It is the disturbed view of religion making one animal’s excrements holy! There has been a certain popularity to people drinking their own urine for treatment as well. Now you are drinking cow urine – you could drink donkey or monkey urine as well! Any good enzyme in cow urine could be in there, too!

Seriously, though, I would not recommend that! Dung and urine are products that the body has expelled because they are not needed, they are waste! After having been through several organs, these products could not be used anymore! So why would you drink or eat that? I have even heard of a certain danger of infection due to bacteria of the intestines which is found in cow dung!

This is the real power of religion! It can make you drink an animal’s urine and eat an animal’s dung. It is the same religion that keeps you from accepting a glass of water from the hand of a human being who is considered ‘untouchable’!

Don’t you think something is wrong there?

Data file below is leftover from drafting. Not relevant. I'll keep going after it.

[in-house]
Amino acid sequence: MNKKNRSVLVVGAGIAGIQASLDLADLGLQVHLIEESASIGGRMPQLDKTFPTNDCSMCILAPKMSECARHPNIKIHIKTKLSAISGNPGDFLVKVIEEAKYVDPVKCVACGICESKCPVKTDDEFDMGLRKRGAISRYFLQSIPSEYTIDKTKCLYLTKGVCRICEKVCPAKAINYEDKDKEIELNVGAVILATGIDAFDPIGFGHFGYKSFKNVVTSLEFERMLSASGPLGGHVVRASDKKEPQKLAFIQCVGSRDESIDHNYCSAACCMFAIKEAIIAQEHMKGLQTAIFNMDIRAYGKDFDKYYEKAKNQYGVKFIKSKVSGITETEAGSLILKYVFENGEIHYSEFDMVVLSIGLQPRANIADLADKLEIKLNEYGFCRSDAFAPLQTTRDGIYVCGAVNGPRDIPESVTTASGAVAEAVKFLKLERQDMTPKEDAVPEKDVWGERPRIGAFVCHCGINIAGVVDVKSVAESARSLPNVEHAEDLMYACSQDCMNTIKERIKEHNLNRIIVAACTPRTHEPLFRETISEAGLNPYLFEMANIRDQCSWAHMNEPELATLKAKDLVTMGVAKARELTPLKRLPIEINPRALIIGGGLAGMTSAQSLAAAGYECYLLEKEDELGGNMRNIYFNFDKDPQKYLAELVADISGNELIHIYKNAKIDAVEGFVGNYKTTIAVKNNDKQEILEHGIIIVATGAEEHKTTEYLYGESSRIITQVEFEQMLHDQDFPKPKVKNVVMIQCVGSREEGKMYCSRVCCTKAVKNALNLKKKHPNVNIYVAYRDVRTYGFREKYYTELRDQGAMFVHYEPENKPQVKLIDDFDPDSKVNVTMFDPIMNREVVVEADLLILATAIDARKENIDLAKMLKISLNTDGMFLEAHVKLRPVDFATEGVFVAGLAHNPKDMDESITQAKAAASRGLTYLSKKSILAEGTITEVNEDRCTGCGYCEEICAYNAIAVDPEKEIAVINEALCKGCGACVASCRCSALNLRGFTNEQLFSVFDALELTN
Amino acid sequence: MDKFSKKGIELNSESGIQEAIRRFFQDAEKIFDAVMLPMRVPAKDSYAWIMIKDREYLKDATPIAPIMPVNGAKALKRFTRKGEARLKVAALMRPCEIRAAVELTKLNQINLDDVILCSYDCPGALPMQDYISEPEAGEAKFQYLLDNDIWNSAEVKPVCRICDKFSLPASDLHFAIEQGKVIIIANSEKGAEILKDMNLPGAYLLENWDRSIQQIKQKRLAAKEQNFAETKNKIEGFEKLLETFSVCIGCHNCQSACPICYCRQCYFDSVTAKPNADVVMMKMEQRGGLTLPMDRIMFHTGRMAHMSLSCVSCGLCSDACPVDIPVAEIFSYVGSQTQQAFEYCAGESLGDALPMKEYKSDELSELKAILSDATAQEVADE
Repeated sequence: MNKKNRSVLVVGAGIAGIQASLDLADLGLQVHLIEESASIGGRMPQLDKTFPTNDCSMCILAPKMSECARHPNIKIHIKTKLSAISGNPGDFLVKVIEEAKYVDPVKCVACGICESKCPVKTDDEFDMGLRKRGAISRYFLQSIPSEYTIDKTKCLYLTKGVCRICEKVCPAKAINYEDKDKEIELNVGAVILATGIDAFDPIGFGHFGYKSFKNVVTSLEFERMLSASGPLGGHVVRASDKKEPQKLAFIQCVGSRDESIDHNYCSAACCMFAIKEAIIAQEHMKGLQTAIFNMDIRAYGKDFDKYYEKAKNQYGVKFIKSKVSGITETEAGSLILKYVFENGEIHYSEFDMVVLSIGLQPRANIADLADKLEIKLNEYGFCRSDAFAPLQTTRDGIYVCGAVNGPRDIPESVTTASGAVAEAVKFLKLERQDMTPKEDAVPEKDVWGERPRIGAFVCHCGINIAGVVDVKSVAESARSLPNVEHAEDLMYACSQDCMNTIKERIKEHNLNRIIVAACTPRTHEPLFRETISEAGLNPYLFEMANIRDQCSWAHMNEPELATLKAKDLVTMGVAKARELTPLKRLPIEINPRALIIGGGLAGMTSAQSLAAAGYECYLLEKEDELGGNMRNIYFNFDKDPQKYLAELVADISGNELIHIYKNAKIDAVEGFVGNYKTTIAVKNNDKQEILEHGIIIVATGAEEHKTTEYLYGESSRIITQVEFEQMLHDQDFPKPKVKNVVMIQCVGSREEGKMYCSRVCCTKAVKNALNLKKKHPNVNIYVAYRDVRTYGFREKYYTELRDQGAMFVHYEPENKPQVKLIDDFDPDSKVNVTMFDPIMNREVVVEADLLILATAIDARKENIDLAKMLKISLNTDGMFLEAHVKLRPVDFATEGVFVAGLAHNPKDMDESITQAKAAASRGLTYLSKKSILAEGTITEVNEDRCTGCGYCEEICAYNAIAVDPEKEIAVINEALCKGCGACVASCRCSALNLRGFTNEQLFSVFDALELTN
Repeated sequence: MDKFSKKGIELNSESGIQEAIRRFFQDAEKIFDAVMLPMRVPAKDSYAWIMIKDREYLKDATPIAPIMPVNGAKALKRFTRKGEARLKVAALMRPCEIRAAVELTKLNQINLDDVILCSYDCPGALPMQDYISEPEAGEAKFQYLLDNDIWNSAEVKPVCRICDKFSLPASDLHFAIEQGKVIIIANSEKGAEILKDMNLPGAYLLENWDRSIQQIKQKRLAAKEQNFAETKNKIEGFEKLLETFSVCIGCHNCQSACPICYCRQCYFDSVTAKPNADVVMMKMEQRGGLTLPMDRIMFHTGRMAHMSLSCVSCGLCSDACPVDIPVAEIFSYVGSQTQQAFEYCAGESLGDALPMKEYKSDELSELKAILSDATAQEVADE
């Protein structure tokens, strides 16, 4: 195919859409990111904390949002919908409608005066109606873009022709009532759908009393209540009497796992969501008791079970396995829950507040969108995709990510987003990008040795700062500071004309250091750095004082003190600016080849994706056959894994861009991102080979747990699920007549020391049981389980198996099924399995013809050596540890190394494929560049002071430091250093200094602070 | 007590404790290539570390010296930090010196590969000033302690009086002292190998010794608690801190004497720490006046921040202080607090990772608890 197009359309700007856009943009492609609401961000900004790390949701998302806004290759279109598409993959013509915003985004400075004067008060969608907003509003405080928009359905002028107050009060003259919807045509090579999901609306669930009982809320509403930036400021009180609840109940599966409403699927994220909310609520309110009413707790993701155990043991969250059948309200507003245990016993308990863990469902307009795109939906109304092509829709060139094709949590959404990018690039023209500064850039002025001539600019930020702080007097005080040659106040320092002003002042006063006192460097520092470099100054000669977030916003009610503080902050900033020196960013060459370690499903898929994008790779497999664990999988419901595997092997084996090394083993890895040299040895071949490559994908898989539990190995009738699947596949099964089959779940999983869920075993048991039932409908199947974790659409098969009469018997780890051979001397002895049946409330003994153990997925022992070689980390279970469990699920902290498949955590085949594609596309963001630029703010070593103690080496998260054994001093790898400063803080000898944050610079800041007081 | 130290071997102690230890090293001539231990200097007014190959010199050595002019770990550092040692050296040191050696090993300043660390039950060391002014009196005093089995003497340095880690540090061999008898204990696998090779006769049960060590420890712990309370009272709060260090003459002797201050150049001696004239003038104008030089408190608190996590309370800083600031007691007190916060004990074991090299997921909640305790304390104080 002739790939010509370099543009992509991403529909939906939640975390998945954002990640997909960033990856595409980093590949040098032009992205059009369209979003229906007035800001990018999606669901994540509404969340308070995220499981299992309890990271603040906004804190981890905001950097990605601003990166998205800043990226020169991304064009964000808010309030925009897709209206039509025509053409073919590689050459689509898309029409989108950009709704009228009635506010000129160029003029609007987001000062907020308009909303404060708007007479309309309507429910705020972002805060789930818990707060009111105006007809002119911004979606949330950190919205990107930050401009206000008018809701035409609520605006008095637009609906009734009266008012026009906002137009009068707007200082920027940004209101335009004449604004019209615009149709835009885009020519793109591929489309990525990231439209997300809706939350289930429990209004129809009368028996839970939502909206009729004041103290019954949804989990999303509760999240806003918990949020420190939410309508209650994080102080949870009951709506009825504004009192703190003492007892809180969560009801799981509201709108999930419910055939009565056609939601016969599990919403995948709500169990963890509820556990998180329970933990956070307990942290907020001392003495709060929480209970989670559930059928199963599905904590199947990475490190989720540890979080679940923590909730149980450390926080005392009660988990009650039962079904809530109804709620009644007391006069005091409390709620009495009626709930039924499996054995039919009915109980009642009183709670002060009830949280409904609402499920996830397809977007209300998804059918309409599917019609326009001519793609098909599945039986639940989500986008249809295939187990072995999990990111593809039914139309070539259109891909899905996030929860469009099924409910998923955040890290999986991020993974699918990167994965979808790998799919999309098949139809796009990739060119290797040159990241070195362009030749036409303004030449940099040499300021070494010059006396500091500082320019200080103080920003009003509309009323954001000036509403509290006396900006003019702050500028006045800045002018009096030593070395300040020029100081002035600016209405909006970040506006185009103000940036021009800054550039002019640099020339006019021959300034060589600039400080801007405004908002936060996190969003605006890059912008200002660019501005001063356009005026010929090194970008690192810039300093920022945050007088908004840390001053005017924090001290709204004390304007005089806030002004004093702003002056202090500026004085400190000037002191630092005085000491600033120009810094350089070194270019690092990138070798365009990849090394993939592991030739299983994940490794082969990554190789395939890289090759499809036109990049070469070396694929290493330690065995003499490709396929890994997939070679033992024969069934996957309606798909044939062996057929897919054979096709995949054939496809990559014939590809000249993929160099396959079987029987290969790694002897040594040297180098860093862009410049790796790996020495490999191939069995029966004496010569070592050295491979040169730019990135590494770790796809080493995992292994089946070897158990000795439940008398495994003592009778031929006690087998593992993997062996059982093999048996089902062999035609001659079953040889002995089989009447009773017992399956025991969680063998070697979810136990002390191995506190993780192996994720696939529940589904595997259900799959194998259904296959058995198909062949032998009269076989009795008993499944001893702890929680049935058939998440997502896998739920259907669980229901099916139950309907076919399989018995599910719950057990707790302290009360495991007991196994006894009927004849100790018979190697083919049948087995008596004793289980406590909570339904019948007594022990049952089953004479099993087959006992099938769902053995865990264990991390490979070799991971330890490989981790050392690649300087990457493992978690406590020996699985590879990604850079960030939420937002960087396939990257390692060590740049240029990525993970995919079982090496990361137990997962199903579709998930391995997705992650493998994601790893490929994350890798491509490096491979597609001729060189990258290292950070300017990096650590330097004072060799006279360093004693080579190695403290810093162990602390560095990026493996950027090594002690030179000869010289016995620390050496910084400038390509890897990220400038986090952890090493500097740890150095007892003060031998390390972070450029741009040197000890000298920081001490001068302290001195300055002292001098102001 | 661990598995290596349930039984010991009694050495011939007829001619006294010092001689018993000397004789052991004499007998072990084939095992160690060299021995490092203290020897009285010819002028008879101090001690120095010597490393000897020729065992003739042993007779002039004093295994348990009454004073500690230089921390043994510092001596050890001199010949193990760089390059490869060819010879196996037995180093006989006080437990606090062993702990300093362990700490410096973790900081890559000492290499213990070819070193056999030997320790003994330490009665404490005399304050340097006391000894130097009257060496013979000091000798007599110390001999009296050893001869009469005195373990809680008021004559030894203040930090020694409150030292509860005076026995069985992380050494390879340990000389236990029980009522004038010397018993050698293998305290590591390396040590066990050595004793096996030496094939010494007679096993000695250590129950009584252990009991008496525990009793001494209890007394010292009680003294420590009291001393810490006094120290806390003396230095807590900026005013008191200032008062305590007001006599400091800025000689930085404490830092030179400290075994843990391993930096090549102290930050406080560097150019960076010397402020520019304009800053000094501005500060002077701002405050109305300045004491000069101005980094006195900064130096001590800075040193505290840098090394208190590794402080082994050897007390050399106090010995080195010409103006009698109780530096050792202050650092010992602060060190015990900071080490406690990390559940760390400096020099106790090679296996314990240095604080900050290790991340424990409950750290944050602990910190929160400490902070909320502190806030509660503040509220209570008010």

Narendra Nayak’s Presentation at our School exposing popular Magic Tricks of Gurus – 13 Aug 15

Today we had a program at our school which we had, although it was fixed on relatively short notice, anticipated a lot. Narendra Nayak, who is probably India’s most-known rationalist, came to visit us and give a presentation for our school children!

In 2009, when we were in New York, we stumbled upon a video of his early work online. In the video, he and a group of his students showed villagers the tricks of fake gurus and then exposed them, showing that these were not, as claimed, miracles performed with divine powers. I got in touch with him and for the past years, we have been following each other’s work. After our atheist meeting a few weeks ago, we were in touch again. He had plans to come to Delhi and offered to come to our school as well. I said it would be great to welcome him here!

That’s how he was standing in front of our school children this morning and spent three hours telling them that they should think before they believe anything, ask questions if they don’t understand and not worship anybody for allegedly godly powers because these don’t exist and we humans are all the same.